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Does it really matter who the first pick is?


More by Ed Fulda
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There's less than a week to go before the NFL draft and everyone is arguing the pros & cons of each of the possible players the Chiefs could draft in the first round. Some want Tennessee WR Donte Stallworth; others want North Carolina DT Ryan Sims. Still others pitch for candidates like Quentin Jammer, John Henderson, Albert Haynesworth, Joey Harrington, or Wendall Bryant. Several of these players should still be available when it's the Chiefs turn to draft and all of them would look good in Chiefs colors. My personal choice is Ryan Sims, but I'm not sure that it really matters. The odds are that 5.5 years from now, he won't be with the team.

Since the combined draft started in 1967, KC has selected 429 players (this includes the 1984 supplemental draft for USFL players). 226 of them made the active roster for at least one season. Sixty-five percent (147) were on the roster for four seasons or less. Only 19 of the 226 have lasted at least ten seasons. In the first round, the Chiefs have selected 35 players. Four of the first-rounders are still on the active roster. Of the other 31, 15 were on the roster for four seasons or less. Think about that for a moment; 48.9% of the first round picks bombed. Only four first-rounders ended up playing at least ten seasons for KC. Don't blame the salary cap - at least not entirely - for this situation. Overall, the 31 now-departed first-rounders lasted an average of 5.5 seasons. Since the inception of free agency and the salary cap, KC's first picks have lasted 5.0 seasons (excluding active players).

Statistics for the second round are similar. Of the 26 that made the roster, 11 (45.8% when you exclude those still active) lasted four seasons or less. Five lasted for at least ten seasons. The overall average stay for second-rounders is 5.9 seasons and 5.5 seasons for the post-salary cap/free agency picks.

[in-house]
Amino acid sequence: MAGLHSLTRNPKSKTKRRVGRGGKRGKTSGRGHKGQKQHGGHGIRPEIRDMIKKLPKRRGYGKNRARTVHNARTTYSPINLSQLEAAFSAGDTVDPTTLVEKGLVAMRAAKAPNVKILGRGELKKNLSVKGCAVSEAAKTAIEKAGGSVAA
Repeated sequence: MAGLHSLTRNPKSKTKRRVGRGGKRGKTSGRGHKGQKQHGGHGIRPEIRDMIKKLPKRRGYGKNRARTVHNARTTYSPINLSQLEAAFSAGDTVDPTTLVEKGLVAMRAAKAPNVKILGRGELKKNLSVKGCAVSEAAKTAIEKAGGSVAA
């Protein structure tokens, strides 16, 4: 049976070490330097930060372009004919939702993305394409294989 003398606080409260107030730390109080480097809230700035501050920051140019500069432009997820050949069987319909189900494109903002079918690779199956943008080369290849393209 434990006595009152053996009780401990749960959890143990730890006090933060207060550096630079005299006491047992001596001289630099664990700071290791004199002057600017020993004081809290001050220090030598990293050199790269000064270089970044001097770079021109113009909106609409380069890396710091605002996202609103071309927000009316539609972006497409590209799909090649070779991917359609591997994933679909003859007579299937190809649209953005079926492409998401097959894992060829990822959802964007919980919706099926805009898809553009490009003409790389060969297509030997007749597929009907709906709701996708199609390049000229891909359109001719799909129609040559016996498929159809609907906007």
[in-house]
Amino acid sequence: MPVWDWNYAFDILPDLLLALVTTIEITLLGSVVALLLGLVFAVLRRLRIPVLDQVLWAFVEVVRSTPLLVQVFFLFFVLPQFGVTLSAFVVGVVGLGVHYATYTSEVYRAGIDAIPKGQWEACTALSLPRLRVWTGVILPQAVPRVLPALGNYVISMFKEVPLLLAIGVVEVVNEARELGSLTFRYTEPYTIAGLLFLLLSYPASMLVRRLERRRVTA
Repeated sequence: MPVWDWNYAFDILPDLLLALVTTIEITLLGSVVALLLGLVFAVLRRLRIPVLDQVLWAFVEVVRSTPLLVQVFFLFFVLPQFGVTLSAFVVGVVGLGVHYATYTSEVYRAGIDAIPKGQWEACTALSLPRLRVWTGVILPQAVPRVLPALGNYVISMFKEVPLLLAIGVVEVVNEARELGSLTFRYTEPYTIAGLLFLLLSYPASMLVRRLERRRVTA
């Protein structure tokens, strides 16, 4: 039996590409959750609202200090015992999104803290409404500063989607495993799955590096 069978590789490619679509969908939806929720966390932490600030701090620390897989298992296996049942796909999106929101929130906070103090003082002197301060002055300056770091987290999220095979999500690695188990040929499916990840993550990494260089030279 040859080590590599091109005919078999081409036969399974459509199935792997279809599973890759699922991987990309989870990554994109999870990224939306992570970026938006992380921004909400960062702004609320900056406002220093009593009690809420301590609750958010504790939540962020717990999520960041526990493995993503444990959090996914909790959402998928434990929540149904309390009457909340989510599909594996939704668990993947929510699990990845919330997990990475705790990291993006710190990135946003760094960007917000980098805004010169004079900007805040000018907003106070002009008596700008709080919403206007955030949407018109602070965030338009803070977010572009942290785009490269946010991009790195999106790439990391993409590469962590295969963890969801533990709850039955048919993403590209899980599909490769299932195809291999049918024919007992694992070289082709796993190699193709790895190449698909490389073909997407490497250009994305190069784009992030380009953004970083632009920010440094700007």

The third round is where you start to see an appreciable difference between the pre- and post- free agency/salary cap figures. Thirty-three third-rounders have made the team and seven are still active. Of the remaining 26, the average length-of-stay has been 4.5 seasons. Since free agency and the salary cap kicked in, the average has dropped to 3.1 seasons. A similar decline is visible for the fourth and fifth rounds. There is virtually no change in length-of-stay averages for the sixth and seventh rounds.

Unless the Chiefs do some maneuvering between now and the draft, the team has one selection in each round minus the sixth. As you watch the selections unfold, remind yourself that there's only an 8.4% chance any of the chosen will still be with us ten years from now and a 65% chance they won't make it for more than four. That may be a depressing thought, but it puts things in perspective. The draft's importance in determining a team's future has diminished almost to the point of rendering it irrelevant. That, dear reader, is where you can pin the blame on free agency and the salary cap.






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